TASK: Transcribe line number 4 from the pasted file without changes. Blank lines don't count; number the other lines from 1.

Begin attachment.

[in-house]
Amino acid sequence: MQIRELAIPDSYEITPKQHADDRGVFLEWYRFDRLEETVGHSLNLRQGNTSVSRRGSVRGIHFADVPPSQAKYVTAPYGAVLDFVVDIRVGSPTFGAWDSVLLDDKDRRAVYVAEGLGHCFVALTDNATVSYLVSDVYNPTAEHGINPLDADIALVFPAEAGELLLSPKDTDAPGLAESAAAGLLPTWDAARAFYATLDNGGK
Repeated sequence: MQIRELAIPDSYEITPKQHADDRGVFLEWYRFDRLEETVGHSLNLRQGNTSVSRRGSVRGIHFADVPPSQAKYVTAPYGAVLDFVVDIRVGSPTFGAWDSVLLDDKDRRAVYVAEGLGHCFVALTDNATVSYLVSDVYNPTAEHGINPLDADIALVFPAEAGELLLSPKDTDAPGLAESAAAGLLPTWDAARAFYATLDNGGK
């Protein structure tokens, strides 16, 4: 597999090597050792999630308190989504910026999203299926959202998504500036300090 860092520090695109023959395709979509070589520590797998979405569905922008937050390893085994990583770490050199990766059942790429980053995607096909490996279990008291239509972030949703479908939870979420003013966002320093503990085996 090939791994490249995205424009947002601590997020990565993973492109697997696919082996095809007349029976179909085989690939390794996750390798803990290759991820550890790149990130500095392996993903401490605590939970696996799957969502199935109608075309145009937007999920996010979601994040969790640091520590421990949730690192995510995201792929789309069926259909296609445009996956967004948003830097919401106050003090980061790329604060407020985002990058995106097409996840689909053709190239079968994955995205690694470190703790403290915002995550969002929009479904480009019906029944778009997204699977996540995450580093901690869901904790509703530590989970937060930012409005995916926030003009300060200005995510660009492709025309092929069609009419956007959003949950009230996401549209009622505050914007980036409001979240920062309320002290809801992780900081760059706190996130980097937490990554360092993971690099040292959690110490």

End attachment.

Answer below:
């Protein structure tokens, strides 16, 4: 597999090597050792999630308190989504910026999203299926959202998504500036300090 860092520090695109023959395709979509070589520590797998979405569905922008937050390893085994990583770490050199990766059942790429980053995607096909490996279990008291239509972030949703479908939870979420003013966002320093503990085996 090939791994490249995205424009947002601590997020990565993973492109697997696919082996095809007349029976179909085989690939390794996750390798803990290759991820550890790149990130500095392996993903401490605590939970696996799957969502199935109608075309145009937007999920996010979601994040969790640091520590421990949730690192995510995201792929789309069926259909296609445009996956967004948003830097919401106050003090980061790329604060407020985002990058995106097409996840689909053709190239079968994955995205690694470190703790403290915002995550969002929009479904480009019906029944778009997204699977996540995450580093901690869901904790509703530590989970937060930012409005995916926030003009300060200005995510660009492709025309092929069609009419956007959003949950009230996401549209009622505050914007980036409001979240920062309320002290809801992780900081760059706190996130980097937490990554360092993971690099040292959690110490």